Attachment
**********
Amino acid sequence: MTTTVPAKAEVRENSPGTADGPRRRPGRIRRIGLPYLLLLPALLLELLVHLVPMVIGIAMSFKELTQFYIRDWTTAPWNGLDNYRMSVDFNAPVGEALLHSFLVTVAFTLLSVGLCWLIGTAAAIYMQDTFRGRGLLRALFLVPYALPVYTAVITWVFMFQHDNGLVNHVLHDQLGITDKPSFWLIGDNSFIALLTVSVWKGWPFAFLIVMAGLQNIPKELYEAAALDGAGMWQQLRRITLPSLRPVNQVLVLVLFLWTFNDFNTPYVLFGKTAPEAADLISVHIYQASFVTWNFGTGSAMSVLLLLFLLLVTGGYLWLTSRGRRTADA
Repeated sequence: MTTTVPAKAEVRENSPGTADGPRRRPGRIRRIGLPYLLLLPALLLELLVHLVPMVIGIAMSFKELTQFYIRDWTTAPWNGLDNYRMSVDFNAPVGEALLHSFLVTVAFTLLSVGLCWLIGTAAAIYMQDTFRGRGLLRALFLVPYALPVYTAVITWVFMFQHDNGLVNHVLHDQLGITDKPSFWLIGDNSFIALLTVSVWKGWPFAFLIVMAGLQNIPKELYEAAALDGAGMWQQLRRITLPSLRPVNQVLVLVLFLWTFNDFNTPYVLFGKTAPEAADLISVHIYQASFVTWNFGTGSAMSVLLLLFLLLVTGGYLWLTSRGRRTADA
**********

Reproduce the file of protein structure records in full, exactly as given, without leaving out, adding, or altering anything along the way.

Amino acid sequence: MTTTVPAKAEVRENSPGTADGPRRRPGRIRRIGLPYLLLLPALLLELLVHLVPMVIGIAMSFKELTQFYIRDWTTAPWNGLDNYRMSVDFNAPVGEALLHSFLVTVAFTLLSVGLCWLIGTAAAIYMQDTFRGRGLLRALFLVPYALPVYTAVITWVFMFQHDNGLVNHVLHDQLGITDKPSFWLIGDNSFIALLTVSVWKGWPFAFLIVMAGLQNIPKELYEAAALDGAGMWQQLRRITLPSLRPVNQVLVLVLFLWTFNDFNTPYVLFGKTAPEAADLISVHIYQASFVTWNFGTGSAMSVLLLLFLLLVTGGYLWLTSRGRRTADA
Repeated sequence: MTTTVPAKAEVRENSPGTADGPRRRPGRIRRIGLPYLLLLPALLLELLVHLVPMVIGIAMSFKELTQFYIRDWTTAPWNGLDNYRMSVDFNAPVGEALLHSFLVTVAFTLLSVGLCWLIGTAAAIYMQDTFRGRGLLRALFLVPYALPVYTAVITWVFMFQHDNGLVNHVLHDQLGITDKPSFWLIGDNSFIALLTVSVWKGWPFAFLIVMAGLQNIPKELYEAAALDGAGMWQQLRRITLPSLRPVNQVLVLVLFLWTFNDFNTPYVLFGKTAPEAADLISVHIYQASFVTWNFGTGSAMSVLLLLFLLLVTGGYLWLTSRGRRTADA